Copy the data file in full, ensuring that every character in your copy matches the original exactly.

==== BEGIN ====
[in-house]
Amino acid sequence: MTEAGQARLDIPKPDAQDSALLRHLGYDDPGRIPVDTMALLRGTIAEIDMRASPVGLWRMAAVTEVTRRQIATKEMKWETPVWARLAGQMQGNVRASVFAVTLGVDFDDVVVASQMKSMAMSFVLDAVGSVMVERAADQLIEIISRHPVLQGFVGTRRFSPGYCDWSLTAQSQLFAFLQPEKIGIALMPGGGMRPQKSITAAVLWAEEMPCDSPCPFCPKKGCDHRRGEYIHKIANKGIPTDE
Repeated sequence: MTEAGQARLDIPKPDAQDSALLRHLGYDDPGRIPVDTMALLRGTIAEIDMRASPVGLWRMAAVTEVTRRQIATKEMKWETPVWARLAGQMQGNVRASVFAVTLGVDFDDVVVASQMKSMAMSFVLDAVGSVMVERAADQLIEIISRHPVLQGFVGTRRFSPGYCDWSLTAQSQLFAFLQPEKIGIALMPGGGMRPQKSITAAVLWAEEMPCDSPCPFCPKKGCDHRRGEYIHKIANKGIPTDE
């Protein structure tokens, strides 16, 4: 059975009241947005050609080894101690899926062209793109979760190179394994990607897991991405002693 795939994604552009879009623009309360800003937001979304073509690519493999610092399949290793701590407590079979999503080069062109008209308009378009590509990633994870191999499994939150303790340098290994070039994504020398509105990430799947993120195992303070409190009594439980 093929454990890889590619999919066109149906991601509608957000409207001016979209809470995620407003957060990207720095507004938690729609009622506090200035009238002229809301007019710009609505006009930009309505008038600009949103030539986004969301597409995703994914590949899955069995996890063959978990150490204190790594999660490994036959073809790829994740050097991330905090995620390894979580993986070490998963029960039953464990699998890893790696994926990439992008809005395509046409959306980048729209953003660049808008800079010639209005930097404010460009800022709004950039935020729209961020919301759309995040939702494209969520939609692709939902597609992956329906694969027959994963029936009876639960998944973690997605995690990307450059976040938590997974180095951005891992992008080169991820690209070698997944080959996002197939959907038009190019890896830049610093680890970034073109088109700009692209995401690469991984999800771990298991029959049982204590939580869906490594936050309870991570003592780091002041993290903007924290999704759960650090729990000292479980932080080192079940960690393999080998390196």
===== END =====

[in-house]
Amino acid sequence: MTEAGQARLDIPKPDAQDSALLRHLGYDDPGRIPVDTMALLRGTIAEIDMRASPVGLWRMAAVTEVTRRQIATKEMKWETPVWARLAGQMQGNVRASVFAVTLGVDFDDVVVASQMKSMAMSFVLDAVGSVMVERAADQLIEIISRHPVLQGFVGTRRFSPGYCDWSLTAQSQLFAFLQPEKIGIALMPGGGMRPQKSITAAVLWAEEMPCDSPCPFCPKKGCDHRRGEYIHKIANKGIPTDE
Repeated sequence: MTEAGQARLDIPKPDAQDSALLRHLGYDDPGRIPVDTMALLRGTIAEIDMRASPVGLWRMAAVTEVTRRQIATKEMKWETPVWARLAGQMQGNVRASVFAVTLGVDFDDVVVASQMKSMAMSFVLDAVGSVMVERAADQLIEIISRHPVLQGFVGTRRFSPGYCDWSLTAQSQLFAFLQPEKIGIALMPGGGMRPQKSITAAVLWAEEMPCDSPCPFCPKKGCDHRRGEYIHKIANKGIPTDE
């Protein structure tokens, strides 16, 4: 059975009241947005050609080894101690899926062209793109979760190179394994990607897991991405002693 795939994604552009879009623009309360800003937001979304073509690519493999610092399949290793701590407590079979999503080069062109008209308009378009590509990633994870191999499994939150303790340098290994070039994504020398509105990430799947993120195992303070409190009594439980 093929454990890889590619999919066109149906991601509608957000409207001016979209809470995620407003957060990207720095507004938690729609009622506090200035009238002229809301007019710009609505006009930009309505008038600009949103030539986004969301597409995703994914590949899955069995996890063959978990150490204190790594999660490994036959073809790829994740050097991330905090995620390894979580993986070490998963029960039953464990699998890893790696994926990439992008809005395509046409959306980048729209953003660049808008800079010639209005930097404010460009800022709004950039935020729209961020919301759309995040939702494209969520939609692709939902597609992956329906694969027959994963029936009876639960998944973690997605995690990307450059976040938590997974180095951005891992992008080169991820690209070698997944080959996002197939959907038009190019890896830049610093680890970034073109088109700009692209995401690469991984999800771990298991029959049982204590939580869906490594936050309870991570003592780091002041993290903007924290999704759960650090729990000292479980932080080192079940960690393999080998390196």